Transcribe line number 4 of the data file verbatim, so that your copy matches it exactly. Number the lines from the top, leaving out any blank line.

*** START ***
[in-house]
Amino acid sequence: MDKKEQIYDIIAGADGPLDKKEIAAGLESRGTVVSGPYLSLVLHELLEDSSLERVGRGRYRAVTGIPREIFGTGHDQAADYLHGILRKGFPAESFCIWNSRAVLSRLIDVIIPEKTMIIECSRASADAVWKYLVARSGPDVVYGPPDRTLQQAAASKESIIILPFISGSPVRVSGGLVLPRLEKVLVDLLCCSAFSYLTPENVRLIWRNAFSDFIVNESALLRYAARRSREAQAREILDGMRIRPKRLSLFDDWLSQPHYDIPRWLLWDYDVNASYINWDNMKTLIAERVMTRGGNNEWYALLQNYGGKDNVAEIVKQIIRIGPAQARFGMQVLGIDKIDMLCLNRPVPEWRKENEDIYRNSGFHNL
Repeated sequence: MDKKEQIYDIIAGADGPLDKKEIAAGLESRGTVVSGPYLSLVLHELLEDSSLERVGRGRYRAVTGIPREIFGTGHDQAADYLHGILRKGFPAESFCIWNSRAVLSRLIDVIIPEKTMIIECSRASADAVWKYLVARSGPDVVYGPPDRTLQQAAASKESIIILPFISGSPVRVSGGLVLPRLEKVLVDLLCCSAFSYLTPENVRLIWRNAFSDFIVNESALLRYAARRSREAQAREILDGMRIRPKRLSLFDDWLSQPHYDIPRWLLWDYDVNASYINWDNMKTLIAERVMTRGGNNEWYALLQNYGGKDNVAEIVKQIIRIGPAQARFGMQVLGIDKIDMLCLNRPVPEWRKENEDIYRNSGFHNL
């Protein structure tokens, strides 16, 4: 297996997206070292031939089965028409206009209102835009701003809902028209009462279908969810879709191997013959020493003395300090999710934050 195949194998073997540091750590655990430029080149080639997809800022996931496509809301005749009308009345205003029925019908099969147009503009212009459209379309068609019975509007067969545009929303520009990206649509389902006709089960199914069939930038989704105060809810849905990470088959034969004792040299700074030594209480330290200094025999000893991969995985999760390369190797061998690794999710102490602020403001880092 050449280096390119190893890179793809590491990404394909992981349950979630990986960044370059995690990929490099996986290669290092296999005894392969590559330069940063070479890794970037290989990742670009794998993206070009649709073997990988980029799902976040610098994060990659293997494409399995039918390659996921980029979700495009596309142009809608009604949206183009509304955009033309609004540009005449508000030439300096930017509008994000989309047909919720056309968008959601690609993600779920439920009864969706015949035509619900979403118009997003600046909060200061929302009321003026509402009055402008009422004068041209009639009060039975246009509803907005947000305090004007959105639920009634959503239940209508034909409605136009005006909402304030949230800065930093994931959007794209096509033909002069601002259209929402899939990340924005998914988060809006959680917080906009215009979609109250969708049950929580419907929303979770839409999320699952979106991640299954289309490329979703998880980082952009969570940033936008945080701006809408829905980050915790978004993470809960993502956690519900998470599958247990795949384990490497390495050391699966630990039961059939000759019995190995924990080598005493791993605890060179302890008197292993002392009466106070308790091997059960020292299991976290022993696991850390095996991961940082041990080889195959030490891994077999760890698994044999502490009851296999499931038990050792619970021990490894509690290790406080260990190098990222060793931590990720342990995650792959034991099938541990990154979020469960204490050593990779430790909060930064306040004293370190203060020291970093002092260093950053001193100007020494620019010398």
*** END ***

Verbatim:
């Protein structure tokens, strides 16, 4: 297996997206070292031939089965028409206009209102835009701003809902028209009462279908969810879709191997013959020493003395300090999710934050 195949194998073997540091750590655990430029080149080639997809800022996931496509809301005749009308009345205003029925019908099969147009503009212009459209379309068609019975509007067969545009929303520009990206649509389902006709089960199914069939930038989704105060809810849905990470088959034969004792040299700074030594209480330290200094025999000893991969995985999760390369190797061998690794999710102490602020403001880092 050449280096390119190893890179793809590491990404394909992981349950979630990986960044370059995690990929490099996986290669290092296999005894392969590559330069940063070479890794970037290989990742670009794998993206070009649709073997990988980029799902976040610098994060990659293997494409399995039918390659996921980029979700495009596309142009809608009604949206183009509304955009033309609004540009005449508000030439300096930017509008994000989309047909919720056309968008959601690609993600779920439920009864969706015949035509619900979403118009997003600046909060200061929302009321003026509402009055402008009422004068041209009639009060039975246009509803907005947000305090004007959105639920009634959503239940209508034909409605136009005006909402304030949230800065930093994931959007794209096509033909002069601002259209929402899939990340924005998914988060809006959680917080906009215009979609109250969708049950929580419907929303979770839409999320699952979106991640299954289309490329979703998880980082952009969570940033936008945080701006809408829905980050915790978004993470809960993502956690519900998470599958247990795949384990490497390495050391699966630990039961059939000759019995190995924990080598005493791993605890060179302890008197292993002392009466106070308790091997059960020292299991976290022993696991850390095996991961940082041990080889195959030490891994077999760890698994044999502490009851296999499931038990050792619970021990490894509690290790406080260990190098990222060793931590990720342990995650792959034991099938541990990154979020469960204490050593990779430790909060930064306040004293370190203060020291970093002092260093950053001193100007020494620019010398």